In the long, frank author’s note, Boo reveals some things about her methods of reporting, the instances in which her presence changed the situation, and the long conversations she had with young people like Abdul about what they felt and thought. “Abdul and Sunil, for instance, had previously spoken little about their lives and feelings, even to their own families. I came to my understanding of their thoughts by pressing them in repeated (they would say endless) conversations and fact-checking interviews,” Boo writes in her author’s note. Some may doubt the authenticity of such a narrative when Boo is not Indian and had to rely on translators to do this kind of work. As for me, I hate the word authenticity. True, translations are rarely perfect. But even a story paraphrased or retold in the same language changes. Why do we pretend that languages are pure? That stories can or even should stay the same every time they’re told? Yes, things do get lost in translation, but, as Boo observes, had she only spoken to those who knew English, she would have distorted the story in another way. And to argue that this story belongs to an Indian reporter would be fundamentally small-hearted: It would suggest that we should observe rather than exceed our limits in our attempts to connect with other people.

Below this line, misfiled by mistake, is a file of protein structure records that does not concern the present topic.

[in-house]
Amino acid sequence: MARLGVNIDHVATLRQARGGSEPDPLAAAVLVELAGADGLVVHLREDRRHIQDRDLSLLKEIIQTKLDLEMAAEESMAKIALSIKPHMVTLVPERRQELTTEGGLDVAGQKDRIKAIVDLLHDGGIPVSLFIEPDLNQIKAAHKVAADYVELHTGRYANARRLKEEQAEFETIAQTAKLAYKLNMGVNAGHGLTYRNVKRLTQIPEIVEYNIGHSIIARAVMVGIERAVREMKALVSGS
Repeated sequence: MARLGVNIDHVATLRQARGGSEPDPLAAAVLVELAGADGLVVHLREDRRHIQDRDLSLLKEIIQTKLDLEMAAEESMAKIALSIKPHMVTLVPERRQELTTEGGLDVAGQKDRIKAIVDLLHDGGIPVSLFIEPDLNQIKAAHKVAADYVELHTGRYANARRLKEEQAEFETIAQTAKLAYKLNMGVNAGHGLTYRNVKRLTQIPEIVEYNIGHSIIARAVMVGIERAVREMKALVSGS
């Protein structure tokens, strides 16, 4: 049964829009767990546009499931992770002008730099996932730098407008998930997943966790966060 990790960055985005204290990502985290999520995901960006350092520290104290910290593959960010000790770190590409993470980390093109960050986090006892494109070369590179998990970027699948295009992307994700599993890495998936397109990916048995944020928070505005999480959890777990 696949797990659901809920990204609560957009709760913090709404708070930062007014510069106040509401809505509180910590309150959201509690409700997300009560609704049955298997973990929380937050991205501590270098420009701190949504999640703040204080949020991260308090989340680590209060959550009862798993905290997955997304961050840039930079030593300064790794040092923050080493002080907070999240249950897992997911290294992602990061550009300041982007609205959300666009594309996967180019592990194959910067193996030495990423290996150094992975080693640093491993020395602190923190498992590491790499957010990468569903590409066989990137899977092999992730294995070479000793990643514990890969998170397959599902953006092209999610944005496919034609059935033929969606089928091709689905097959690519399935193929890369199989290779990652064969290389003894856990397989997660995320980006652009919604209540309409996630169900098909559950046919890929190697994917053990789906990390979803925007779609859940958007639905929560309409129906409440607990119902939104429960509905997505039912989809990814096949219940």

It should be obvious that anyone—rich or poor—is more than the sum of his or her circumstances, that any life could be worth writing about. But apparently it’s not. This seems to me the sign of an even larger (if related) problem: an enormous collective failure of reading and imagination. As we march forward into the world of instant connection and somewhat out of the world of quiet reflection, books retain a certain crucial advantage: the opportunity to enter someone else’s mind in a way that feels intimate and real. I have long thought of this as the special province of fictional narrative, but with Behind the Beautiful Forevers, Boo shows that the right reporter can open that most human door.